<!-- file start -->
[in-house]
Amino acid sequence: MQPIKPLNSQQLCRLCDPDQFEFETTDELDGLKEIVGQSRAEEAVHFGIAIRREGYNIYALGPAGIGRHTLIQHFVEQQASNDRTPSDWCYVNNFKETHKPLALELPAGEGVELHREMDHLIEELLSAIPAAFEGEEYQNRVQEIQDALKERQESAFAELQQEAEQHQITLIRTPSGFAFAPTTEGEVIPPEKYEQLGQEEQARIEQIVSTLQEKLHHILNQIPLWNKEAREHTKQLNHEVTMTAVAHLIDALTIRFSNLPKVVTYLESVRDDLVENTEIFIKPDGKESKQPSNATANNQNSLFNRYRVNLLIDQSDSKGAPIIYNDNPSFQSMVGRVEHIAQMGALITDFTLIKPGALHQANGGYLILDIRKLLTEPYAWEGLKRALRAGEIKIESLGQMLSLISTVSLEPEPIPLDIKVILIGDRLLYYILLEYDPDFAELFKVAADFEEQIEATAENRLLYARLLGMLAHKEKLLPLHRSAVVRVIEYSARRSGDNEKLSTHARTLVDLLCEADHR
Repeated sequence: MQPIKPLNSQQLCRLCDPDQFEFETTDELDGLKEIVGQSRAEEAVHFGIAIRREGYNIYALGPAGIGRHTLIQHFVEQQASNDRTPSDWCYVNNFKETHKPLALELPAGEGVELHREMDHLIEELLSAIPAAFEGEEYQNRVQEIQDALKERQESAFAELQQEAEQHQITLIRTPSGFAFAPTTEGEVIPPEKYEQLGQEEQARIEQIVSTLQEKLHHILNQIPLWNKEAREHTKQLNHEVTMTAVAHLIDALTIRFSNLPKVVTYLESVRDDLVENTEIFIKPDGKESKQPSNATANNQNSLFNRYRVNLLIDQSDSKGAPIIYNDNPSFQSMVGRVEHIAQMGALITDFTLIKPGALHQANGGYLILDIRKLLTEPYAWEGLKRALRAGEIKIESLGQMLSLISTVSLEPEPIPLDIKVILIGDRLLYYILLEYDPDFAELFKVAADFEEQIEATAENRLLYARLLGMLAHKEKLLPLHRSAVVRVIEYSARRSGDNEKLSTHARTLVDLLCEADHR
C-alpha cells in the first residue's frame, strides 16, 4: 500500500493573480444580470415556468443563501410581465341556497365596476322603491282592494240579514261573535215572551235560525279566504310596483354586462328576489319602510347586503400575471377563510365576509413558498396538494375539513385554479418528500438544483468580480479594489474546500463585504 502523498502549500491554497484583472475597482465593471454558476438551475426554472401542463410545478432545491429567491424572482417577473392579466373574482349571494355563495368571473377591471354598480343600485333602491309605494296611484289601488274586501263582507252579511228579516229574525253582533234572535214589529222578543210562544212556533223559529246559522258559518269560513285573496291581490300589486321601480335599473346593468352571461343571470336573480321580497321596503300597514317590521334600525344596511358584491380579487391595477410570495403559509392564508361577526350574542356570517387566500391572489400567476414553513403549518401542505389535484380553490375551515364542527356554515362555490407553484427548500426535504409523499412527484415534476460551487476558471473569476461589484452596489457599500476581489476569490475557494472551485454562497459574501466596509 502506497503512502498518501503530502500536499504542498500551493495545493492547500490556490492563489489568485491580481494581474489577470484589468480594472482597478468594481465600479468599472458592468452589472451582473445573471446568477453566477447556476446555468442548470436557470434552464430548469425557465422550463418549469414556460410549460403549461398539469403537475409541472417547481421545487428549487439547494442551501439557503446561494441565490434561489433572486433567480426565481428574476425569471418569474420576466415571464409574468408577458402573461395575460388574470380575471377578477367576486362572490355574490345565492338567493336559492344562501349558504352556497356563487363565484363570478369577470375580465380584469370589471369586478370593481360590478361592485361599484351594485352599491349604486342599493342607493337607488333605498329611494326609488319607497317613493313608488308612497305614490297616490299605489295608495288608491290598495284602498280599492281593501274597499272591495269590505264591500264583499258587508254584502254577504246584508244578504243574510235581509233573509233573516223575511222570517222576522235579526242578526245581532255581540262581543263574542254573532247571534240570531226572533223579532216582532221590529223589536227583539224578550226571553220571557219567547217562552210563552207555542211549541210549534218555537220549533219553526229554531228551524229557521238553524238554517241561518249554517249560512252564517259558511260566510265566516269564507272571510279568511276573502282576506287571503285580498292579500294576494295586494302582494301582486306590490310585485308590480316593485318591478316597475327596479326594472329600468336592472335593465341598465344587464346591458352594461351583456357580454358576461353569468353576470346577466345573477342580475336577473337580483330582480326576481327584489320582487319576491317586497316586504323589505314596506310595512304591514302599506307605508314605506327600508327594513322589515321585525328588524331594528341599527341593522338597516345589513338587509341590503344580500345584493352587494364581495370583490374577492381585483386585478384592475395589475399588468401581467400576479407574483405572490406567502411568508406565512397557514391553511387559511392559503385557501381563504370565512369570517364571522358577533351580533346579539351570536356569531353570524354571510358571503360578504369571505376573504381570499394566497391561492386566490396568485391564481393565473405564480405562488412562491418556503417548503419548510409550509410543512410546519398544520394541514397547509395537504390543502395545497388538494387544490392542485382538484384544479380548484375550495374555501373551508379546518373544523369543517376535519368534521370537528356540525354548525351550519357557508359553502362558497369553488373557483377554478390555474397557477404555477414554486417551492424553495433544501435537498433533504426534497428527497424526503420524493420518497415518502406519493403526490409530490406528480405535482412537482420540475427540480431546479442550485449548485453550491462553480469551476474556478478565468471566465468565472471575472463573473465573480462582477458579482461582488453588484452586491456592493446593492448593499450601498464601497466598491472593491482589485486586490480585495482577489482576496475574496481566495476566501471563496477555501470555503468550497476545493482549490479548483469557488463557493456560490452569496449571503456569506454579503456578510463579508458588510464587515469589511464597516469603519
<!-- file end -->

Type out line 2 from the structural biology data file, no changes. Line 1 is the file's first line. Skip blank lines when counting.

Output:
Amino acid sequence: MQPIKPLNSQQLCRLCDPDQFEFETTDELDGLKEIVGQSRAEEAVHFGIAIRREGYNIYALGPAGIGRHTLIQHFVEQQASNDRTPSDWCYVNNFKETHKPLALELPAGEGVELHREMDHLIEELLSAIPAAFEGEEYQNRVQEIQDALKERQESAFAELQQEAEQHQITLIRTPSGFAFAPTTEGEVIPPEKYEQLGQEEQARIEQIVSTLQEKLHHILNQIPLWNKEAREHTKQLNHEVTMTAVAHLIDALTIRFSNLPKVVTYLESVRDDLVENTEIFIKPDGKESKQPSNATANNQNSLFNRYRVNLLIDQSDSKGAPIIYNDNPSFQSMVGRVEHIAQMGALITDFTLIKPGALHQANGGYLILDIRKLLTEPYAWEGLKRALRAGEIKIESLGQMLSLISTVSLEPEPIPLDIKVILIGDRLLYYILLEYDPDFAELFKVAADFEEQIEATAENRLLYARLLGMLAHKEKLLPLHRSAVVRVIEYSARRSGDNEKLSTHARTLVDLLCEADHR